Second, I hate the smell. I hate having to sit in a tiny elevator for an agonizingly slow 11 floor ride with the smell of my trash. The tiny space traps in that scent which triggers your gag reflex, and really lets it sink into your pores. Plus it certainly doesn’t air out by the time you’ve put your trash at the collection space and re-boarded the elevator to go back up to home. This is especially notable as generally speaking our burnable trash includes… well the sort of trash that Mac makes. By eating and digesting. You see where I’m going with this. Dog poo fumes in my lungsssssss.
And third - all trash bags are clear here. Which I have decided is to strictly enforce proper trash sorting by allowing your neighbors to see your trash and see if you put it in the correctly marked bags. It also means your neighbors can see that you ordered large pizzas. They can see what brand of ginger ale you drink. They can see if you’ve had the sniffles and worked through a box of nyquil. They can see EVERYTHING you throw out, is what i’m saying, and they can learn a lot about your life. Japan’s already enough of a “Big Brother is watching” type of society for me thank you very much.
It occurs to me, with the amount of unneeded junk we accumulate at a fairly steady rate between me, The Mister, Mac and Bubba, that this aversion to taking out the trash will turn me into one of those off-the-deep-end hoarders who shout at kids to stay off their lawn. The kind of person who talks about “going off the grid” with absolute sincerity. The one who insists they can fix anything that breaks with just some duct-tape and string… no need to throw it out. Just put it in the corner with all the other broken things I’ll get to some day never.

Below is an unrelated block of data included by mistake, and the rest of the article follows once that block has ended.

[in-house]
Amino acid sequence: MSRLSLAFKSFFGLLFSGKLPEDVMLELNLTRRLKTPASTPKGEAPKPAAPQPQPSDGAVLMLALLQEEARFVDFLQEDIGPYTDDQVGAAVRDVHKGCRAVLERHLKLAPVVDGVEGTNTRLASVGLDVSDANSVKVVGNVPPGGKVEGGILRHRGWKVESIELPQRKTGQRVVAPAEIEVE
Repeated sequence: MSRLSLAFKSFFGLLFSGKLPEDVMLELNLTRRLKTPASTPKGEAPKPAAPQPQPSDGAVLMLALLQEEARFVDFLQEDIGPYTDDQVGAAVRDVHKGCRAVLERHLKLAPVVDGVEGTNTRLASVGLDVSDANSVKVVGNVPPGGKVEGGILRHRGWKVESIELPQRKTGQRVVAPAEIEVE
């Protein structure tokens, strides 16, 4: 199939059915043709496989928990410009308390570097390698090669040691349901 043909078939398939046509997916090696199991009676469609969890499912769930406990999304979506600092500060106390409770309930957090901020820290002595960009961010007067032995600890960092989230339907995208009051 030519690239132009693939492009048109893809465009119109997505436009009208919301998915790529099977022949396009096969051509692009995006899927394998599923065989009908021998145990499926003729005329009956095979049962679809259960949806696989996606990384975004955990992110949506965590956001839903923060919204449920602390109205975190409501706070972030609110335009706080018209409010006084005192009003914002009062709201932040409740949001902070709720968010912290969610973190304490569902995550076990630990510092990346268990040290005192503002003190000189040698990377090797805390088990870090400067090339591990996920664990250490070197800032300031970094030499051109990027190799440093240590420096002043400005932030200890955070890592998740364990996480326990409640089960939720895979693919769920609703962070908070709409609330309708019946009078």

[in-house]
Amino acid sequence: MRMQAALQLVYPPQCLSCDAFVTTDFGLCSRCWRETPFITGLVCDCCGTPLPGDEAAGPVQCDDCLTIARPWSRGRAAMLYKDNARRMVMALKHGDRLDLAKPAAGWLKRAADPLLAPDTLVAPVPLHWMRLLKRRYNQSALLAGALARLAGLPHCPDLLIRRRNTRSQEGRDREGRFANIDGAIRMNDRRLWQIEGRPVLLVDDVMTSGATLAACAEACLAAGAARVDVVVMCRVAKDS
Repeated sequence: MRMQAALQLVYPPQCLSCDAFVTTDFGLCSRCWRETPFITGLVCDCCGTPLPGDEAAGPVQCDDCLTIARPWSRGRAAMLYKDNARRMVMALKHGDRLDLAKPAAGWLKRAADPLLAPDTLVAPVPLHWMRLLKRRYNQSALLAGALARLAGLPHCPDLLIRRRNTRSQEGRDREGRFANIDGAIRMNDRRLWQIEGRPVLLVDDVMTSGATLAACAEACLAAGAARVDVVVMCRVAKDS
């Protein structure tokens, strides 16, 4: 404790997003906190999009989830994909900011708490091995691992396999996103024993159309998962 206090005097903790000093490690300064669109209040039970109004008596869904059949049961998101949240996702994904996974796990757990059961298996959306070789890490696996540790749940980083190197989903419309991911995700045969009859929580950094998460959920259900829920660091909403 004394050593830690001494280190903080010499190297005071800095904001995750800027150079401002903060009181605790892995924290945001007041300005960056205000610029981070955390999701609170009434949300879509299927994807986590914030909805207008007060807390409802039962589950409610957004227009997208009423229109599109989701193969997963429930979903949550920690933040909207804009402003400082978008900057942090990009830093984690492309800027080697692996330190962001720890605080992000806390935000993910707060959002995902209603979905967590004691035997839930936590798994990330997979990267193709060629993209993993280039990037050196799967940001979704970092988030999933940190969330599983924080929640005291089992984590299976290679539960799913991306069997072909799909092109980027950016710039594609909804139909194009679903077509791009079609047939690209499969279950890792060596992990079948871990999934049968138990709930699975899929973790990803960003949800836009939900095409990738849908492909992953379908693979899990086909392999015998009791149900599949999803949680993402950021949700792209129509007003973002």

why yes, I *did* build Bubba a Kitty Castle out of cardboard specifically so
I wouldn't have to take out a bag of cardboard trash.
It’s a realization which bugs me, because The Mister and I, we have everything we need, and certainly we have plenty that we just wanted. We’re not hurtin’ for stuff. Whenever a friend or family member asks us what we’re missing from home, we can both pretty confidently say “nothing! we’re doing well!” And so I’m just gonna throw this out in the cosmos:
Please don’t send me stuff.
I don’t want stuff. I don’t need stuff. I’m not missing stuff. And I really really don’t want to have to throw other stuff out to make room for the stuff sent to me. I say this because Christmas is just around the corner (yikes.) and though I was straightforward in saying “I don’t want anything for my birthday” back in August, there are still things here that came with “happy birthday” notes attached. Please be clear! Thank you! I’m grateful for the thought and love that went into these gifts. Really, and truly. But. And this is a big BUT (ha, see what I did there?). I would be most grateful to not have to figure out what to do with more stuff.
If you’re reading this and something in you insists that not giving a gift for Christmas is somehow against the will of Sweet Baby Jesus and will cause him to rain down Fire and Brimstone and maybe even those stink bombs that smell like rotten eggs, here is my suggestion:
I love the Girl Scouts of America.
I love my Alma Matter****
Aaaaaand I love Public Libraries.
These places and people could use stuff. Green, paper-like stuff.
The could also use your time. Your peanut butter. Old towels. Dog or Cat food. Gently used books. And they would put it all to WAY better use than anything you might have thought about sending to me. So give where it counts, including helping me avoid taking out the trash. :)
Do you live in a small space, or move often, or even abroad?
How do manage the amount of stuff you accumulate?
What causes do you support? Tell me in the comments!
today's little language lesson